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Some years ago, it was common to see young evangelicals sporting a peculiar fashion accessory: the WWJD bracelet. These bracelets—the initials woven therein standing for “What Would Jesus Do?”—served to remind the wearer to consider the example of Christ in all his daily activities.

For some, these bracelets likely also had a secondary function: evangelism. This was the case for a friend of mine who worked among many non-Christians. He told me one day that he wore the bracelet in order to elicit curiosity among his coworkers, in hopes that they would see it, along with his upstanding behavior, and ask him what the bracelet meant.

But what then? My friend did not want to rock the boat at his office by being verbally open about his faith. But at some point, the gospel must be preached, for the need of our neighbors is great. Let us look at three reasons why behavior and other externals cannot take the place of preaching the gospel.

We Are Not Alone

We as Christians do not have a monopoly on good behavior. In the West, the legacy of Christendom lingers such that even non-Christians will still often profess a moral code that borrows heavily from the Scriptures. In the East, kindness and humility are cardinal virtues. For every story of a Christian saint, there is a Gandhi or a Buddha.

It is not unusual to find non-Christians whose upright behavior matches or exceeds that of even the most sanctified among us. We should not be surprised at this. Paul says God has given each of us a conscience, and that conscience serves to guide and correct even unbelievers (Rom. 2:14–15). So, while our good works bear witness to the work of the Spirit in our lives, they are not sufficient in themselves for evangelistic purposes.

Doctrine Matters

We dare not reduce Christianity to a life well lived, one that can be caught and need not be taught. To do so threatens to water it down to a works-based religion, one based on what we do, rather than what Christ has done.

Nearly a century ago, J. Gresham Machen clashed with those who sought to define the Christian faith as a life rather than a doctrine. Such a view has the appearance of godliness, he said, but it is radically flawed. For the Bible records not simply the ethical teachings of Jesus, as if that were enough, but also a singular, epochal event in the life, death, and resurrection of the Son of God (1 Cor. 15:3–8). And the Bible goes further, telling us what that event means. Machen says:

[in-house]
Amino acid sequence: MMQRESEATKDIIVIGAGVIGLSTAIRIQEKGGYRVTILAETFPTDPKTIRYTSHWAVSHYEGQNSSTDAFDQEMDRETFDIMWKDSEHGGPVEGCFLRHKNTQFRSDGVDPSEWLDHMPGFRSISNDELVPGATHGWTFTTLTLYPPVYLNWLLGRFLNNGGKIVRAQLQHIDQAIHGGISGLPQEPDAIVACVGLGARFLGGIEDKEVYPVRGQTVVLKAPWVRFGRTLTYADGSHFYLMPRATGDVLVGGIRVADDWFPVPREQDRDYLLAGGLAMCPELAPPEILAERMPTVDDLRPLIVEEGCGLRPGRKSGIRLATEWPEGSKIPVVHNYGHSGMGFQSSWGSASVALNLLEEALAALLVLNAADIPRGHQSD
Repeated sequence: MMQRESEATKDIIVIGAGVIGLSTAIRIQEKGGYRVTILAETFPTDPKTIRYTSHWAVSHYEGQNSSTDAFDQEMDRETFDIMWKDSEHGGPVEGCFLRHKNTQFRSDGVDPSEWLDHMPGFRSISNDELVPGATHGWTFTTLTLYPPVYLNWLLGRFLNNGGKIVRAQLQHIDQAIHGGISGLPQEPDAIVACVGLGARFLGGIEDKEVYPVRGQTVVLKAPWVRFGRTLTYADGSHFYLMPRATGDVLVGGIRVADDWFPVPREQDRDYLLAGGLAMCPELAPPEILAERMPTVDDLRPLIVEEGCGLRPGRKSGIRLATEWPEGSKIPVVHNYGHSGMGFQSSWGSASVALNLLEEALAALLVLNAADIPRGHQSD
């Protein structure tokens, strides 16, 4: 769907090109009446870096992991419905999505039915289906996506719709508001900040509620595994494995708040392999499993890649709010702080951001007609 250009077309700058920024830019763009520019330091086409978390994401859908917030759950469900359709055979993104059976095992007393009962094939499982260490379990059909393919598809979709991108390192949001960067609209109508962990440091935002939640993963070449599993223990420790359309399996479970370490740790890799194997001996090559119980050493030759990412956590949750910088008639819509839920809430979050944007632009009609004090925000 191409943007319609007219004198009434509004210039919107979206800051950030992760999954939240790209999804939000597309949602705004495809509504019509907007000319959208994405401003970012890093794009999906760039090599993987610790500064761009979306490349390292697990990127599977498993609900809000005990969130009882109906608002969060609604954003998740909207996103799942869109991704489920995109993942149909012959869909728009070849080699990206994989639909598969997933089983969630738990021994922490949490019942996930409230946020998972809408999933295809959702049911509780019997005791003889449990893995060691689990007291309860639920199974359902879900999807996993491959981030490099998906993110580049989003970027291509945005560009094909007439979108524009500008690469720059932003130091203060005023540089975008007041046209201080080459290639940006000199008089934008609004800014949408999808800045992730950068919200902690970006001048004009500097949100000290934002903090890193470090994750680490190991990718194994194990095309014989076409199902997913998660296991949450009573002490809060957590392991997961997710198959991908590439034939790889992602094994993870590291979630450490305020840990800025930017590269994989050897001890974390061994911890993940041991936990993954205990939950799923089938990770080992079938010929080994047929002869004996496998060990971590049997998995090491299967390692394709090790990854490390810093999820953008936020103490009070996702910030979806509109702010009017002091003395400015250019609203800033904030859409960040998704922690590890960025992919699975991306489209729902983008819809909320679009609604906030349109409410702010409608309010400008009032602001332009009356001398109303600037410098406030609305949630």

The world was to be redeemed through the proclamation of an event. And with the event went the meaning of the event; and the setting forth of the event with the meaning of the event was doctrine. These two elements are always combined in the Christian message. . . . “Suffered under Pontius Pilate, was crucified, dead and buried”—that is history. “He loved me and gave Himself for me”—that is doctrine.

The life change wrought by the Spirit in the wake of one’s receiving and resting upon Christ alone for salvation is a wonderful and desirable thing, but it can never be divorced from Christ’s work on the cross, or else it puts the focus on us and our works. Thus, we must always point people to the cross. If it is not merely a life to us, neither is it for them. There is truth that we must grasp, and so must they. And for them to grasp it, they must hear it (Rom. 10:14).

Judgment Is Coming

Many teachings of Christ (Matt. 11:20–24; 25:31–46; Mark 1:14–15) and much of the preaching of the early church (Acts 2:38; 17:30–31; Heb. 9:27–28) focused on the coming judgment and on repentance and faith in Christ as the only way to avoid it.

Some in Peter’s time pointed to continuity in life as proof that Christ would not return in judgment: “Where is the promise of his coming? For ever since the fathers fell asleep, all things are continuing as they were from the beginning of creation” (2 Peter 3:4). Similarly, the ease of modern life lulls us into complacency. The non-Christian tries to console himself with the thought that he need not fear judgment, either because he is a “good person” or because no judgment is coming.

But, Peter says, the scoffers overlook the fact that God has judged the world before, and He will do it again (vv. 5–7). Thus, we must challenge our neighbors. As only those in the ark survived the flood, so only those who are in Christ will survive the judgment.

As we live lives of faithful obedience, we must always be ready. When our neighbors ask why we live the way that we do, we must tell them: we have been freed from the burden of sin because of the work of Christ, and now we live for Him. And we must warn them: a judgment is coming, and their works will not save them—but God, in His love, has made a way for them through the sacrifice of His Son, Jesus. If they will repent and believe the gospel, they will surely be saved.

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